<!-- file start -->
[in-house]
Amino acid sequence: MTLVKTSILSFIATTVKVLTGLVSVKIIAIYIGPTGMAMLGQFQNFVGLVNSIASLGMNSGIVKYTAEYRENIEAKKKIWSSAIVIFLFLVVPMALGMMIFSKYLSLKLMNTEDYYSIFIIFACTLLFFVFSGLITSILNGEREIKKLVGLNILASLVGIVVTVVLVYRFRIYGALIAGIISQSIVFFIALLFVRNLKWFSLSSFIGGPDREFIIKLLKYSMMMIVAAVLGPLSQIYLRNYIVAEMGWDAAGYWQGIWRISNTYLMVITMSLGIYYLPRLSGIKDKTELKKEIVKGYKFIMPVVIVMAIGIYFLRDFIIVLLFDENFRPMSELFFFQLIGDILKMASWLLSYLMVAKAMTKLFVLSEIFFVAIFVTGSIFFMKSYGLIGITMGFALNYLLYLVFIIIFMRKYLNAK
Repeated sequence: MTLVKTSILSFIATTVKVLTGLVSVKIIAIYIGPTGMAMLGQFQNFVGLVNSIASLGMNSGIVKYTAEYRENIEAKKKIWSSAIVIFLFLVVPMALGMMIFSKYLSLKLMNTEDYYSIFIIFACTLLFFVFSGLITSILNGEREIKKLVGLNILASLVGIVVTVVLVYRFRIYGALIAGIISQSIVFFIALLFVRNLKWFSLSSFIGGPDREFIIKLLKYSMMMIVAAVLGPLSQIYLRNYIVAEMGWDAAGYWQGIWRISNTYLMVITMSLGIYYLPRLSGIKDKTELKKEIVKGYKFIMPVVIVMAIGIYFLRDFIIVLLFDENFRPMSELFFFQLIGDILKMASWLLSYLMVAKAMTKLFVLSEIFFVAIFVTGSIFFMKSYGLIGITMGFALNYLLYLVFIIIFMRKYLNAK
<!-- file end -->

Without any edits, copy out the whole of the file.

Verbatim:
[in-house]
Amino acid sequence: MTLVKTSILSFIATTVKVLTGLVSVKIIAIYIGPTGMAMLGQFQNFVGLVNSIASLGMNSGIVKYTAEYRENIEAKKKIWSSAIVIFLFLVVPMALGMMIFSKYLSLKLMNTEDYYSIFIIFACTLLFFVFSGLITSILNGEREIKKLVGLNILASLVGIVVTVVLVYRFRIYGALIAGIISQSIVFFIALLFVRNLKWFSLSSFIGGPDREFIIKLLKYSMMMIVAAVLGPLSQIYLRNYIVAEMGWDAAGYWQGIWRISNTYLMVITMSLGIYYLPRLSGIKDKTELKKEIVKGYKFIMPVVIVMAIGIYFLRDFIIVLLFDENFRPMSELFFFQLIGDILKMASWLLSYLMVAKAMTKLFVLSEIFFVAIFVTGSIFFMKSYGLIGITMGFALNYLLYLVFIIIFMRKYLNAK
Repeated sequence: MTLVKTSILSFIATTVKVLTGLVSVKIIAIYIGPTGMAMLGQFQNFVGLVNSIASLGMNSGIVKYTAEYRENIEAKKKIWSSAIVIFLFLVVPMALGMMIFSKYLSLKLMNTEDYYSIFIIFACTLLFFVFSGLITSILNGEREIKKLVGLNILASLVGIVVTVVLVYRFRIYGALIAGIISQSIVFFIALLFVRNLKWFSLSSFIGGPDREFIIKLLKYSMMMIVAAVLGPLSQIYLRNYIVAEMGWDAAGYWQGIWRISNTYLMVITMSLGIYYLPRLSGIKDKTELKKEIVKGYKFIMPVVIVMAIGIYFLRDFIIVLLFDENFRPMSELFFFQLIGDILKMASWLLSYLMVAKAMTKLFVLSEIFFVAIFVTGSIFFMKSYGLIGITMGFALNYLLYLVFIIIFMRKYLNAK